as radical polymerization inhibitors or retarders: dispersed within monomers, they prevent any uncontrolled and/or premature polymerization thereof (especially during phases of storage and transport of said monomers). Such radical polymerization inhibitors or retarders (methoxyphenol, phenothiazine, para-benzoquinone, 2,2-diphenyl-1-picrylhydrazyl (DPPH), metal salts) and their mechanisms of action (in the presence of monomers such as acrylic acid, butyl acrylate, acrylonitrile, styrene, even more generally, acrylates and methacrylates) have notably been described:
by L. B. Levy in Journal of Polymer Science; Polymer Chemistry, 23, 1505 (1985) and 30, 569 (1992) (methoxyphenol, phenothiazine, acrylic acid monomer);
by L. B. Levy in Journal of Applied Polymer Science, 60, 2481 (1996) (methoxyphenol, butyl acrylate);
by S. S. Cutié, D. E. Henton, C. Powell, R. E. Reim, P. B. Smith, T. L. Staples, in Journal of Applied Polymer Science, 64, 577 (1997) (methoxyphenol, acrylic acid); and
in Encyclopaedia of Polymer Science and Engineering, 2nd edition, vol. 13, p. 729-735, Ed Wiley Interscience (1988) (para-benzoquinone, DPPH, metal salts, acrylates, methacrylates, acrylonitrile, styrene . . . ).
Thus, the commercially available liquid monomers, especially those of the vinylic type (acrylates, or styrene, for example) usually contain 50 to 1,500 ppm of dissolved inhibitor(s) or retarder(s). Said inhibitor(s) or retarder(s) rapidly react with any free radical which is spontaneously generated at ambient temperature and/or under the action of light.
According to a first variant, such molecules prevent any efficient polymerization, and it is imperative to get rid of them when it is desired to initiate said polymerization. Their prior and compulsory removal, by distillation or chromatography, is a relatively difficult technique to carry out, especially on an industrial scale. The complete removal is in any case only with difficulty.
According to a second variant, molecules of this type are only active as inhibitors or retarders up to a certain temperature threshold and/or up to a certain irradiation threshold. It is necessary to, pass over this threshold in order to initiate the polymerization desired in the presence of said molecules. In such a context, said polymerization, deferred with time, is slower to carry out, more difficult to control and, in any case, it generates a polymer which contains said molecules as impurities.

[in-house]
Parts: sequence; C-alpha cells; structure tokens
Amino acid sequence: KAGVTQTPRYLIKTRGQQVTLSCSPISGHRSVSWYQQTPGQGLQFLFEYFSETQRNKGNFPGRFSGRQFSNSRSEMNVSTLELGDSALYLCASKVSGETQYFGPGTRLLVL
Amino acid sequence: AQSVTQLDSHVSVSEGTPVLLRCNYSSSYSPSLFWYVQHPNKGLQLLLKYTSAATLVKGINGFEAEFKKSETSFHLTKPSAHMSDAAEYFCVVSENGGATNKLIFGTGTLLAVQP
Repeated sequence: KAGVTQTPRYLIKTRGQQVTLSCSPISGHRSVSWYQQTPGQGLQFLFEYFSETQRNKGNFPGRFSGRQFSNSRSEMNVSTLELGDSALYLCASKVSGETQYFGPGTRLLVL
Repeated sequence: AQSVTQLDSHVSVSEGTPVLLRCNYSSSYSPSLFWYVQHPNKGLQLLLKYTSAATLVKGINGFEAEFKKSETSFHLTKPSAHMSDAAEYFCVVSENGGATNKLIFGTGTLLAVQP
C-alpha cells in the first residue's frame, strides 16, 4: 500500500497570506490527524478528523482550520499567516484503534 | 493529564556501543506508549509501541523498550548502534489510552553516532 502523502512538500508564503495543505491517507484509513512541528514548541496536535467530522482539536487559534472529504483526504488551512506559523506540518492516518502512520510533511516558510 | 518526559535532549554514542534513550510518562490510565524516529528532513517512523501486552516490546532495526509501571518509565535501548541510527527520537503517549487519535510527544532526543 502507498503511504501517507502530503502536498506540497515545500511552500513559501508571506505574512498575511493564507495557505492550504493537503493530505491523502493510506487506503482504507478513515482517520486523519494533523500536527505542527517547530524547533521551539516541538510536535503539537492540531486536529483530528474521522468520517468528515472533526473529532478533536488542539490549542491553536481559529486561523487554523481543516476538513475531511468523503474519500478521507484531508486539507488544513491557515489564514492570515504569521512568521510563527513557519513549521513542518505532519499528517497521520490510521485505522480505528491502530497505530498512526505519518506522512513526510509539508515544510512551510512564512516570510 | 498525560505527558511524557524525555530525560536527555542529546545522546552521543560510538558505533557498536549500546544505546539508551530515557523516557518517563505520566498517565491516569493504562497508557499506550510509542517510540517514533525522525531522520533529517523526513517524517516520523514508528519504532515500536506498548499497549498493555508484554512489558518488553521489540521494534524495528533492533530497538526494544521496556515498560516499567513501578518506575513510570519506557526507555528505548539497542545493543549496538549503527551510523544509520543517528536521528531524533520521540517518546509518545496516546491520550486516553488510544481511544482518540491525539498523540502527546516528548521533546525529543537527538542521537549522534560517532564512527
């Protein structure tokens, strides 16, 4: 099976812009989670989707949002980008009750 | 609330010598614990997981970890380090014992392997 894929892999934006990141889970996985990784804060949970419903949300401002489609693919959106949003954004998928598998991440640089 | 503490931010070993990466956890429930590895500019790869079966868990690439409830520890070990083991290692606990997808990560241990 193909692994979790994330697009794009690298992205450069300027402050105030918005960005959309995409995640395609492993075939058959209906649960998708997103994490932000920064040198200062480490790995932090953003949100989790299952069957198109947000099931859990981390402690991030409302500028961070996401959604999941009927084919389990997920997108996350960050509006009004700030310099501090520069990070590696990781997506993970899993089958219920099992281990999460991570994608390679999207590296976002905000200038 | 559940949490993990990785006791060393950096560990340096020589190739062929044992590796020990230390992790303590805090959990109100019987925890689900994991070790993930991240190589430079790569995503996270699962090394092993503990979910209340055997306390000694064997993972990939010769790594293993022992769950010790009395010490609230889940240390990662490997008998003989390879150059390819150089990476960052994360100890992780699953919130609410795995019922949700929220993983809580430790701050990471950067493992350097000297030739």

The presence of these molecules in the monomers is furthermore cumbersome or restricting, for various reasons. Thus
in order to maintain a certain constancy in the process of polymerization, especially in its kinetics, it proves to be compulsory to keep the concentration of said molecules constant. The latter, obviously, decreases with time: the longer the storage time is, the more significant the amount of inhibitor(s) or retarder(s) consumed is. Maintaining said amount constant is a real constraint;
certain inhibitors or retarders, such as hydroquinone or methoxyphenol, only react with the free radicals in the presence of oxygen. It is however difficult to ensure a homogeneous dissolved oxygen content within a mixture of monomers. Failing this, the polymer obtained by polymerization of said mixture will not have a perfect homogeneity. The Applicant is especially confronted with this technical problem during the preparation of photochromic or non-photochromic lenses; the leaktightness at the joint of the lens mould is never perfect;
said inhibitor molecules may induce parasitic reactions with various types of other molecules (photochromic or non-photochromic colorants, chromophores . . . ), which may be present in the mixture to be polymerised;
said inhibitor molecules can also directly influence the final properties of the polymer prepared. Thus, they may alter the optical properties thereof. For a typical concentration of 100 ppm of said inhibitor molecules in the mixture to be polymerised, said molecules, which contain C—H and C—OH groups, increase the loss of transmission at 1.55 μm, by about 0.1 dB/cm in the polymerised material . . .
Upon considering all the problems set forth above, the Applicant desired developing an alternative to the use in accordance with prior art of dissolved free radical captors. The Applicant proposes to no longer use said dissolved free radicals captors per se, but to make them immobilized on a solid support. Thus, whatever their nature and the context of their use may be, they can be easily manipulated, in general got rid of, prior to the implementation of the polymerization, in the particular case of radical polymerization inhibitors or retarders.
Thus, according to a first object, the presently claimed invention relates to free radical captors, especially radical polymerization inhibitors or retarders within the sense of the prior art which, characteristically, are immobilized on a solid support.
Said free radical captors, especially of the stabiliser type (preservative type) or polymerization inhibitor or retarder are, according to the invention, fixed in a stable manner onto a solid support.